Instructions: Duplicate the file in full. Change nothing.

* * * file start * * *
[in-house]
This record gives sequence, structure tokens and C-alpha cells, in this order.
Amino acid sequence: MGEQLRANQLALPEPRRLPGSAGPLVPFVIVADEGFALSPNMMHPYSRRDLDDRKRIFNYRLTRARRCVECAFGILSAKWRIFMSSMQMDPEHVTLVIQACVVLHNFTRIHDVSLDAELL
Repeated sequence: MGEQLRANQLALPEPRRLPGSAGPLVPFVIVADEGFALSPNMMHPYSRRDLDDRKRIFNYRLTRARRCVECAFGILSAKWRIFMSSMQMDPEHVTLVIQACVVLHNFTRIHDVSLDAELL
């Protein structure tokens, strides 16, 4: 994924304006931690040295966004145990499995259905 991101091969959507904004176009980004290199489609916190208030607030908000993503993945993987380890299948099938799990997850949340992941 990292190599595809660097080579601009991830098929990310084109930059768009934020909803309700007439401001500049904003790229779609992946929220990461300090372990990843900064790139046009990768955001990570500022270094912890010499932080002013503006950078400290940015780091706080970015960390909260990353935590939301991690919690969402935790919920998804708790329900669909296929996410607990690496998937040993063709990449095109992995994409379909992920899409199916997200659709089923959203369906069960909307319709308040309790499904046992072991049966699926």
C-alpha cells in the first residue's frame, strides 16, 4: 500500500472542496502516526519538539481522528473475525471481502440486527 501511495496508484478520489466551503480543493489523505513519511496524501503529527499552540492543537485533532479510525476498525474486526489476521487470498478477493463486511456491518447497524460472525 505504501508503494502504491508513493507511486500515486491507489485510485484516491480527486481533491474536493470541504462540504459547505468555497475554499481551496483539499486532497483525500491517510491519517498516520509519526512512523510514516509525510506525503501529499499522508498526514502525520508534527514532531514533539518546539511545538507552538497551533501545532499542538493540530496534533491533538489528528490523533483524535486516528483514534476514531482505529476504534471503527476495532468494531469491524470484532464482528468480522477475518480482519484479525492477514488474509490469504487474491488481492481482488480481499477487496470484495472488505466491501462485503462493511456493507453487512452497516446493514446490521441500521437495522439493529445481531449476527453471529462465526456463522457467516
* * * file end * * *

[in-house]
This record gives sequence, structure tokens and C-alpha cells, in this order.
Amino acid sequence: MGEQLRANQLALPEPRRLPGSAGPLVPFVIVADEGFALSPNMMHPYSRRDLDDRKRIFNYRLTRARRCVECAFGILSAKWRIFMSSMQMDPEHVTLVIQACVVLHNFTRIHDVSLDAELL
Repeated sequence: MGEQLRANQLALPEPRRLPGSAGPLVPFVIVADEGFALSPNMMHPYSRRDLDDRKRIFNYRLTRARRCVECAFGILSAKWRIFMSSMQMDPEHVTLVIQACVVLHNFTRIHDVSLDAELL
């Protein structure tokens, strides 16, 4: 994924304006931690040295966004145990499995259905 991101091969959507904004176009980004290199489609916190208030607030908000993503993945993987380890299948099938799990997850949340992941 990292190599595809660097080579601009991830098929990310084109930059768009934020909803309700007439401001500049904003790229779609992946929220990461300090372990990843900064790139046009990768955001990570500022270094912890010499932080002013503006950078400290940015780091706080970015960390909260990353935590939301991690919690969402935790919920998804708790329900669909296929996410607990690496998937040993063709990449095109992995994409379909992920899409199916997200659709089923959203369906069960909307319709308040309790499904046992072991049966699926």
C-alpha cells in the first residue's frame, strides 16, 4: 500500500472542496502516526519538539481522528473475525471481502440486527 501511495496508484478520489466551503480543493489523505513519511496524501503529527499552540492543537485533532479510525476498525474486526489476521487470498478477493463486511456491518447497524460472525 505504501508503494502504491508513493507511486500515486491507489485510485484516491480527486481533491474536493470541504462540504459547505468555497475554499481551496483539499486532497483525500491517510491519517498516520509519526512512523510514516509525510506525503501529499499522508498526514502525520508534527514532531514533539518546539511545538507552538497551533501545532499542538493540530496534533491533538489528528490523533483524535486516528483514534476514531482505529476504534471503527476495532468494531469491524470484532464482528468480522477475518480482519484479525492477514488474509490469504487474491488481492481482488480481499477487496470484495472488505466491501462485503462493511456493507453487512452497516446493514446490521441500521437495522439493529445481531449476527453471529462465526456463522457467516